Effective professional learning takes place when staff feel connected to the process and have ‘bought in’ to the underpinning logic. This can be encouraged if you:

  • Involve teachers in evaluating needs of FSM pupils
  • Involve teachers in value and impact judgements
  • Give some room for flexibility of CPD focus
  • Lead by example – take the first step and ask colleagues to observe you trying out new ideas first
  • Build trust & relationships
  • Connect to values – keep a focus on why this process is taking place, not just about external pressures and data

It’s similarly important to keep governors in the loop and connected to the process. Make sure you explain:

  • How you identified the needs of the Pupil Premium eligible pupils
  • How and why you chose the interventions
  • Your implementation plan
  • Your evaluation plan
  • How your approach compares to best practice – you may wish to give case studies from other schools (e.g. from Ofsted)

3. Start with high-probability ideas

It’s key to remember that there are no guarantees when implementing new approaches. Just because an idea has worked elsewhere doesn’t mean it will work in your context with your staff. As an example, from the following diagram you can see that while ‘learning to learn’ interventions tend to, on average, be more effective than reducing class sizes, that it is entirely possible that an ineffective approach to the former could end up being less effective than a targeted and careful implementation of the latter.

effect size distribution comparison

However, if you play the probabilities then it is clearly more likely that a ‘learning to learn’ intervention will have a greater effect, based on previous findings. You might use the Sutton-Trust EEF toolkit, Hattie’s Visible Learning, and the C4EO guide when selecting strategies although there are many other sources of evidence.

4. Sustain an intense and sharp focus

Schools are under pressure to do a hundred different things at any one time but effective professional learning only takes place when teachers are able to maintain a sustained and regular focus on one area. You may be surprised to know that research estimates suggest anything from 30 to around 50 hours as a minimum required to change existing classroom practice in to something more effective. These hours include time discussing, planning, teaching, evaluating and researching the idea.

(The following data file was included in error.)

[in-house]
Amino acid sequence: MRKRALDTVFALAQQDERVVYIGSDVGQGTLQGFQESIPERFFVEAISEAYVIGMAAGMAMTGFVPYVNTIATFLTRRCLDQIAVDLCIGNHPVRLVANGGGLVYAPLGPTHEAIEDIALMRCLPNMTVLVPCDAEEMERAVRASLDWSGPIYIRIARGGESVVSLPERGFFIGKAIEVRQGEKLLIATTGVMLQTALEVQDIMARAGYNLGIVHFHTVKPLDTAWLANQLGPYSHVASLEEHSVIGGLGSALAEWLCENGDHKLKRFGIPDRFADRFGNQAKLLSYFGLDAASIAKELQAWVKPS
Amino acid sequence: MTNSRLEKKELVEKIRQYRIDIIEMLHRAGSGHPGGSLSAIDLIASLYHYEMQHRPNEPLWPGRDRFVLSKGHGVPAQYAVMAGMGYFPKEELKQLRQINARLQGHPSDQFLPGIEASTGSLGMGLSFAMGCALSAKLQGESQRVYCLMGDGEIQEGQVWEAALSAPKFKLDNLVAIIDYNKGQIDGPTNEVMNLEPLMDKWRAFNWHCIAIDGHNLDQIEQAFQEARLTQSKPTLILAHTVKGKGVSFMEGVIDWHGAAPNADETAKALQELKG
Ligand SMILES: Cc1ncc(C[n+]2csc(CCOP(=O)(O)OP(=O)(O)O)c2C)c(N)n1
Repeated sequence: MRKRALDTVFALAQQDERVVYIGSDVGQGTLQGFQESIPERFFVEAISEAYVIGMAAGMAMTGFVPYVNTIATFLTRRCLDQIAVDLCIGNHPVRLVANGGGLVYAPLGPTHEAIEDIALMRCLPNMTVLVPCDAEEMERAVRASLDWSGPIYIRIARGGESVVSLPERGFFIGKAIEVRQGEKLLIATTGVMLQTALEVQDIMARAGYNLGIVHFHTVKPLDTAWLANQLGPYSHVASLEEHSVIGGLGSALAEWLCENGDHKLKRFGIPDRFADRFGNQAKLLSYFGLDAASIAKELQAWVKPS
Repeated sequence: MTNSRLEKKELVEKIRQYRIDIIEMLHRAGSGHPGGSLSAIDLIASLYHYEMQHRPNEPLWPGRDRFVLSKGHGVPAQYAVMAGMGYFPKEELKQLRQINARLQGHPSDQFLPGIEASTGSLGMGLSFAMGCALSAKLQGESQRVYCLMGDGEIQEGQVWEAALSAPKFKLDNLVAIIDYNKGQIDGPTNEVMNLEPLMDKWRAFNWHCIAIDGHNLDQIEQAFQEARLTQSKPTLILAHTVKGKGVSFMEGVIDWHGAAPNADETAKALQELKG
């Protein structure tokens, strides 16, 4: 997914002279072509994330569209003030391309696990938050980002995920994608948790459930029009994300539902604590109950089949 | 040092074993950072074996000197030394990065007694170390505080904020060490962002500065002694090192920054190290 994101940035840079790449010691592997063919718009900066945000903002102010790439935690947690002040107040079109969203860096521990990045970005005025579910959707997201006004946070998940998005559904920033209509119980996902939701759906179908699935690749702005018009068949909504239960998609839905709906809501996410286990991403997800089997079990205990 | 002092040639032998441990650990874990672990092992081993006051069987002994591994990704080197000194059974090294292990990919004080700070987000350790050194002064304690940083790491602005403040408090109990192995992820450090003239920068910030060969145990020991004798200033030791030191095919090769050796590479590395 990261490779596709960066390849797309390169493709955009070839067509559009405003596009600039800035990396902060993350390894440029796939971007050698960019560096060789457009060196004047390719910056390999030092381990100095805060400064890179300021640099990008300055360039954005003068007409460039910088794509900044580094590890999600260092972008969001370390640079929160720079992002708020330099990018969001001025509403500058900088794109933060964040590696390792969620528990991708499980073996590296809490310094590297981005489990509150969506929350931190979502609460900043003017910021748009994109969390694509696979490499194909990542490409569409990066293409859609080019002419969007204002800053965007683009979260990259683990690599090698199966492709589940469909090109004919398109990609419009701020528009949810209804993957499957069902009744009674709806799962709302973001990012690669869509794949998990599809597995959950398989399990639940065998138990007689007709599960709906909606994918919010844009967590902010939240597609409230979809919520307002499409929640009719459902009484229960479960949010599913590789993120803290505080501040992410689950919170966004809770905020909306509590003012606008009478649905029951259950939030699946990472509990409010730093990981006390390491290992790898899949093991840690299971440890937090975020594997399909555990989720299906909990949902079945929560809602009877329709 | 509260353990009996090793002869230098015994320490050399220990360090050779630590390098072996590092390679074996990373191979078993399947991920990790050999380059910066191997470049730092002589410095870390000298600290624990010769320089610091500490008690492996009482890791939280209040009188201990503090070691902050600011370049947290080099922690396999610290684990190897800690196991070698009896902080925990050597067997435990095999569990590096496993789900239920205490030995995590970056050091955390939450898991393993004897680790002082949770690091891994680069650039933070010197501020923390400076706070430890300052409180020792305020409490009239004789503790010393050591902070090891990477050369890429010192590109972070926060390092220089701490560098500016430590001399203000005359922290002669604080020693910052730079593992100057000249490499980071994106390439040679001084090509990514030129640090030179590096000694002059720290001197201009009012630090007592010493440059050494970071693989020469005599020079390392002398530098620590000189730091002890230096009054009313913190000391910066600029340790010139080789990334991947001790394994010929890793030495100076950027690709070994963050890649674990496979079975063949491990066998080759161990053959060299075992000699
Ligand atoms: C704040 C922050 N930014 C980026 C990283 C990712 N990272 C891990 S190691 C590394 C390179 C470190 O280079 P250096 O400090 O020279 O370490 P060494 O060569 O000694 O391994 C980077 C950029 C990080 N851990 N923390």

One might pithily summarise this ideas as the main thing is to keep the main thing the main thing.

5. Enquiry learning

The most effective approach to professional development takes an enquiry approach, i.e. one where teachers go through cycles of trying, evaluating and improving a teaching approach in order to achieve improved learning and/or behaviour.

enquiry learning

One particularly effective example of this approach that we use in our National Teacher Enquiry Network is Lesson Study, where a triad of teachers takes the following approach: 

lesson study

6. Use external support and challenge

It is very dangerous to run a process entirely in-house. There is a risk of groups mis-understanding theory, failing to apply best practice and falling foul of group-think:

group think

It’s important that teachers work with an external expert at some point in their learning process. This expert should be:

  • Someone who genuinely understands the intervention
  • Someone who has experience of solving the problem
  • Someone outside your institution (or possible department)
  • Someone you all trust and respect

Next steps

The Pupil Premium can be a powerful tool to improve outcomes for children and young people from disadvantaged backgrounds. Professional development of staff (teachers, assistants and others) is a powerful way to raise attainment and close gaps, but it is a challenging thing to do well. I would recommend that your school:

  • Audits your approach to spending the pupil premium and compares to best practice examples
  • Audits your approach to professional development (e.g. through joining our National Teacher Enquiry Network and undergoing the free peer audit)
  • Identifies expert partners – local schools, HEIs and consultants who are able to give solidly evidence-based advice. You may wish to look at our free database of CPD,
  • Creates a focused action and evaluation plan.

We will be providing more support for using CPD to narrow attainment gaps as part of our National Teacher Enquiry Network‘s programme of events.